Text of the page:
Of minivans aren't your thing and sedans lack sufficient cargo space, the Dodge Journey might be your way to travel. This mid-sized wagon has the interior space that many families require, but at a price that won't blow up their budgets.
The Journey has been around since the 2009 model year, but it underwent a significant leap forward two years later with an updated interior and a new V6 engine option.

The exterior also received a modest refresh (new hood grille, bumper and lights), but the stylists at Dodge still managed to make the already attractive Journey a bit more appealing. All this was accomplished without increasing the vehicle's list price to any great degree. 

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As with other car-based tall wagons (a.k.a. crossovers), the Journey is built on a sedan platform. In this case the previous Chrysler 200 (neƩ Sebring) and retired Dodge Avenger supplied the basic structure, but with an additional four inches added between the front and rear wheels.

The stretch means more rear-seat legroom and creates a cavernous stowage area, especially with the reclining second-row and optional third-row seats folded completely flat (unlike similar vehicles where the rear seat backs stick up a bit when folded). Ordering the optional fold-flat front passenger seat (with stowage space under the flip-up cushion) allows you to load extra-long items such as lumber and skis.

Beneath the floor just behind the front seats are two small removable bins that are useful for storing such personal items as electronics or spare shoes.

The rest of the cabin comes across as a place of high style, in particular the soft-touch (non-plasticky) dashboard with prominent touch-display controls, vehicle info screen between the round gauge pods and glove-friendly switches and dials.

Starting your Journey involves engaging one of two available powerplants. Base models come with a 2.4-liter four-cylinder engine that produces 173 horsepower and 166 pound-feet of torque. That's not a lot for the 3,800-pound Journey, especially when overtaking slower traffic and when transporting a heavy load of passengers and/or gear. For those duties, the optional 3.6-liter V6 is a much better choice. It makes 283 horsepower and 260 pound-feet of torque. As well, the 2.4's fuel rating of 19 mpg in the city and 26 on the highway fuel rating is only a touch better than the V6's 17/25 numbers. 

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A four-speed automatic transmission (they still make those?) handles the gear-shifting chores for the four-cylinder, while a six-speed automatic mates exclusively to the V6.

You'll definitely need to order the V6 when selecting the extra-cost all-wheel-drive. This on-demand system transfers torque to the rear wheels only when the fronts begin to slip, or when cornering at speeds above 25 mph. At speeds above 53 mph on straight, dry surfaces, the AWD remains essentially dormant in the interests of fuel economy.

Purchasing a Journey involves an outlay of meagre $21,300 (including destination charges) for the base AVP model. Understandably that won't get you everything your heart desires, but it does include dual-zone air conditioning, keyless pushbutton start and the usual power-controlled accessories.

The AVP is one of the Journey's six trim levels, which obviously allows for a great deal of content and budgetary choices. New for 2015, the mid-range Crossroad mimics much of the sporty R/T model's content with its blacked-out grille (but with unique platinum chrome front and side trim) and leather seat covers. However since the R/T's standard V6 is optional on the Crossroad and the sport suspension isn't offered, you get only the look of performance and not the substance, or the extra cost.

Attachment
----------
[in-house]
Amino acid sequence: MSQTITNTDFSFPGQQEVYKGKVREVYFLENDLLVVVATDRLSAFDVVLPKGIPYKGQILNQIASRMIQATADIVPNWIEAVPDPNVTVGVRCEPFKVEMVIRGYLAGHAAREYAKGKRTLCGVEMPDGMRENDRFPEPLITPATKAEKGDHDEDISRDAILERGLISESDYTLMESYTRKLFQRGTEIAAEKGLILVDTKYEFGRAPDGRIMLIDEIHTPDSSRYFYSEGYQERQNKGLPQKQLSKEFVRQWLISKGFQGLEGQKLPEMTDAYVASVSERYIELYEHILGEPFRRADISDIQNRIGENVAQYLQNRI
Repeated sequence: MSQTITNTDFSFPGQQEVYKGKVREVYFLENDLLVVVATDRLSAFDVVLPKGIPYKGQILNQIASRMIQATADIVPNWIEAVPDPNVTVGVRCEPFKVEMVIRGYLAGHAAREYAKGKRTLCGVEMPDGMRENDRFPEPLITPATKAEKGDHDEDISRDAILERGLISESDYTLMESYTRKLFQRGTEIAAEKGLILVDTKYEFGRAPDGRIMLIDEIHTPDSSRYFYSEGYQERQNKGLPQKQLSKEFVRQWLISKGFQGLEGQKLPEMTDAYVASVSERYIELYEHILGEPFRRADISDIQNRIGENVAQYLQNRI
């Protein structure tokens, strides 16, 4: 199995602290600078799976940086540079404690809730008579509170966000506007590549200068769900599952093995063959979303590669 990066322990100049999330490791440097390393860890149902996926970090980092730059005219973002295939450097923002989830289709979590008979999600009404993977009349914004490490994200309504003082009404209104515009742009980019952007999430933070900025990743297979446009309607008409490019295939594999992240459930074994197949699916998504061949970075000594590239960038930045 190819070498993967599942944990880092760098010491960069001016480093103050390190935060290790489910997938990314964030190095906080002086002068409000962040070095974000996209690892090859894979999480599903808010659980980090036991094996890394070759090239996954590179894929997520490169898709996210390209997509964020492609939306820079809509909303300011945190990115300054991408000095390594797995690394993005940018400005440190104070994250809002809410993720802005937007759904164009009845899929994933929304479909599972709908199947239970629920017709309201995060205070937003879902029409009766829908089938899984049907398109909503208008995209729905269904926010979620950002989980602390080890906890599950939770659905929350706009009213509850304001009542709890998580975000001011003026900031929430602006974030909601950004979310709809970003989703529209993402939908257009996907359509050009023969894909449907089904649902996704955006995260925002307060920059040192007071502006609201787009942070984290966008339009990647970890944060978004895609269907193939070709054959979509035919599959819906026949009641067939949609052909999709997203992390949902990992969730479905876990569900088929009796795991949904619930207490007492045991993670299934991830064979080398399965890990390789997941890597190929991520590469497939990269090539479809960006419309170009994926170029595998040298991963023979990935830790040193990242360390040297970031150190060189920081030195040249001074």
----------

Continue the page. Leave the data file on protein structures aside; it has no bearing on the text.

Along with the third-row seat, available extras include a power sunroof, backup camera, rear-seat video screen and navigation and premium sound systems.

Admittedly, Dodge's wagon is becoming a bit long in the tooth and a second-generation model can't be too far off. But as an attractive, serviceable and affordable vehicle, the Journey makes an ideal travel companion.


What you should know: 2015 Dodge Journey

Type: Four-door, front- /all-wheel-drive mid-size wagon

Engines (hp): 2.4-liter DOHC I4 (173); 3.6-liter DOHC V6 (283)

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Transmissions: Four-speed automatic; six-speed automatic (std. with the V6)

Market position: Although a bit larger in overall size, the Journey slots in with the Honda CR-V, Nissan Rogue, Toyota RAV4 and Chevrolet Equinox on price point. With six trims and an optional V6, the Journey cuts a wide swath.

Points: A clear alternative to buying a minivan; Base four-cylinder engine lags in performance and fuel economy; V6 performance is far more impressive and should be the only choice; Upgraded interior now one of the best in class; As with most smaller wagons that offer three rows of seats, the back is a tight squeeze; For 20 grand you really can't do much better.

Safety: Front airbags; side-impact airbags; side-curtain airbags; driver's knee airbag; anti-lock brakes; traction control; stability control.

MPG (city/hwy) 19/26 (2.4, FWD); Base price (incl. destination) $21,300

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By comparison

Nissan Rogue

Base price: $23,900

Larger second-generation model now offers optional third-row seating.

Hyundai Santa Fe

Base price: $25,800

Choose from five-passenger Sport or extended seven-passenger version.

Chevrolet Equinox

Base price: $23,000

Five-passenger-only model mirrors Journey in I4 and V6 engine options.